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dc.contributor.authorBowman-Smith, Celina K.
dc.contributor.authorSosa Hernandez, Linda
dc.contributor.authorNilsen, Elizabeth S. 21:05:44 (GMT) 21:05:44 (GMT)
dc.descriptionThe final publication is available at Elsevier via © 2021. This manuscript version is made available under the CC-BY-NC-ND 4.0 license
dc.description.abstractIntroduction: In recent decades, adolescents’ interactions with peers have increasingly transitioned online. While socially interactive technologies provide multiple avenues for positive communication between peers, adolescents may experience harmful online peer interactions, with such interactions negatively impacting their well-being. A paucity of work exists investigating how adolescents’ characteristics are related to their communicative choices on social media and if such choices can be influenced by cues to consider a recipient. Addressing this gap, this work examines experimental manipulations of perspective-taking and individual differences in sociocognitive skills as they relate to adolescents’ communicative choices online. Method: Within individual sessions, 12- to 15-year-old Canadian participants (N = 72, 36 girls) viewed pictures of other adolescents on a simulated social media app similar to Snapchat and chose between pre-written aggressive or prosocial comments to send to a recipient under three conditions: a perspective-taking cue, a time-delay, no delay. Participants also completed selfreport questionnaires assessing emotion regulation and empathy. Results: Following perspective-taking cues, participants chose more prosocial comments to send compared to when participants were permitted to choose a comment immediately after viewing another adolescent’s picture, while controlling for a brief time-delay. Adolescents’ individual characteristics (i.e., Social Media Use, State Mood, Affective Empathy, Gender) were associated with their communicative choices online. Conclusions: Findings from this work provide new insight into the ways adolescents navigate their complex and increasingly online peer interactions. Further, the results suggest that adolescents’ social media communication is malleable with a brief perspective-taking cue to consider a recipient.en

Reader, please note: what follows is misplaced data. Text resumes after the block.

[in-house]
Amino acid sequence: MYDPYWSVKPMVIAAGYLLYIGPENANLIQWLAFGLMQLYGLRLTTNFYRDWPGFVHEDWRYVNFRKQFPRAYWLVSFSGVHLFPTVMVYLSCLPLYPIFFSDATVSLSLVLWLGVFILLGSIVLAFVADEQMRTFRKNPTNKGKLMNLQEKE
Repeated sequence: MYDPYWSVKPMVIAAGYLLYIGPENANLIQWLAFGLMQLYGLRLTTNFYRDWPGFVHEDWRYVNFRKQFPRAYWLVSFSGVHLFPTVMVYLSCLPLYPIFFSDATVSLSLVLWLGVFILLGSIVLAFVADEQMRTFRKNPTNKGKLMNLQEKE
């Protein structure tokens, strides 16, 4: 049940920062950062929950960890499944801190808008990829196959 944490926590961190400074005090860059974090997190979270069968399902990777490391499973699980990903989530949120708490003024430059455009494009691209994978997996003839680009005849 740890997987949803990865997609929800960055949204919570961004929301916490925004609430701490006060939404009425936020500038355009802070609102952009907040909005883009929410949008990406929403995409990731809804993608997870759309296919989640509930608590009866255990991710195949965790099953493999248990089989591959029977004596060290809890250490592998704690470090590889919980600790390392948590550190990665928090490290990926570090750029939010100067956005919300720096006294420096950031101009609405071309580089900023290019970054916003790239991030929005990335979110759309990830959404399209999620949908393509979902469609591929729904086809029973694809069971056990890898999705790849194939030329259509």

dc.description.sponsorshipSocial Science and Humanities Research Councilen
dc.relation.ispartofseriesJournal of adolescence;
dc.rightsAttribution-NonCommercial-NoDerivatives 4.0 International*
dc.subjectsocial mediaen
dc.subjectonline communicationen
dc.subjectpeer interactionsen
dc.titleThe other side of the screen: The impact of perspective-taking on adolescents’ online communicationen
dcterms.bibliographicCitationBowman-Smith, C. K., Sosa-Hernandez, L., & Nilsen, E. S. (2021). The other side of the screen: The impact of perspective-taking on adolescents’ online communication. Journal of Adolescence, 92, 46–56.
uws.contributor.affiliation1Faculty of Artsen

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